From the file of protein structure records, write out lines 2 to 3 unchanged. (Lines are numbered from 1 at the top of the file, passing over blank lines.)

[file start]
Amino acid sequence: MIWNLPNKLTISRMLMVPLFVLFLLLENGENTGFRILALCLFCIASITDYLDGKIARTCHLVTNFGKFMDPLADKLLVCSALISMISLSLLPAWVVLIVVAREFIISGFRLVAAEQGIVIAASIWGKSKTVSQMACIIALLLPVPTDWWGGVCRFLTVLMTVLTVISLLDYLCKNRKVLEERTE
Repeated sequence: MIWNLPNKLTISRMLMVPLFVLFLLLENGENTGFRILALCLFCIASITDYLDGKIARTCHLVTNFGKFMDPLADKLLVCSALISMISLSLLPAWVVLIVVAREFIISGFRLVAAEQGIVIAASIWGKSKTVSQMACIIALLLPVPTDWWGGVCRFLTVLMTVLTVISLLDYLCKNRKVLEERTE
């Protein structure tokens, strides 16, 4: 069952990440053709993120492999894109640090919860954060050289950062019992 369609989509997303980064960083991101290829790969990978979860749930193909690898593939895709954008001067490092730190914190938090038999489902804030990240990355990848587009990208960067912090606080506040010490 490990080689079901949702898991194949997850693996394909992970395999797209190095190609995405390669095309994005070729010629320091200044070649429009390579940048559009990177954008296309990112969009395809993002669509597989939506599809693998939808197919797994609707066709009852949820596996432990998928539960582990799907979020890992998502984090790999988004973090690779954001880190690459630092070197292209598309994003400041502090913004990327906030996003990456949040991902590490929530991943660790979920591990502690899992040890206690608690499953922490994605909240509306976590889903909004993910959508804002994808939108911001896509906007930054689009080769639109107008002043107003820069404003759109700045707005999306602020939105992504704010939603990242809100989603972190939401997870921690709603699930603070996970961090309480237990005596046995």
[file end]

Repeated sequence: MIWNLPNKLTISRMLMVPLFVLFLLLENGENTGFRILALCLFCIASITDYLDGKIARTCHLVTNFGKFMDPLADKLLVCSALISMISLSLLPAWVVLIVVAREFIISGFRLVAAEQGIVIAASIWGKSKTVSQMACIIALLLPVPTDWWGGVCRFLTVLMTVLTVISLLDYLCKNRKVLEERTE
């Protein structure tokens, strides 16, 4: 069952990440053709993120492999894109640090919860954060050289950062019992 369609989509997303980064960083991101290829790969990978979860749930193909690898593939895709954008001067490092730190914190938090038999489902804030990240990355990848587009990208960067912090606080506040010490 490990080689079901949702898991194949997850693996394909992970395999797209190095190609995405390669095309994005070729010629320091200044070649429009390579940048559009990177954008296309990112969009395809993002669509597989939506599809693998939808197919797994609707066709009852949820596996432990998928539960582990799907979020890992998502984090790999988004973090690779954001880190690459630092070197292209598309994003400041502090913004990327906030996003990456949040991902590490929530991943660790979920591990502690899992040890206690608690499953922490994605909240509306976590889903909004993910959508804002994808939108911001896509906007930054689009080769639109107008002043107003820069404003759109700045707005999306602020939105992504704010939603990242809100989603972190939401997870921690709603699930603070996970961090309480237990005596046995």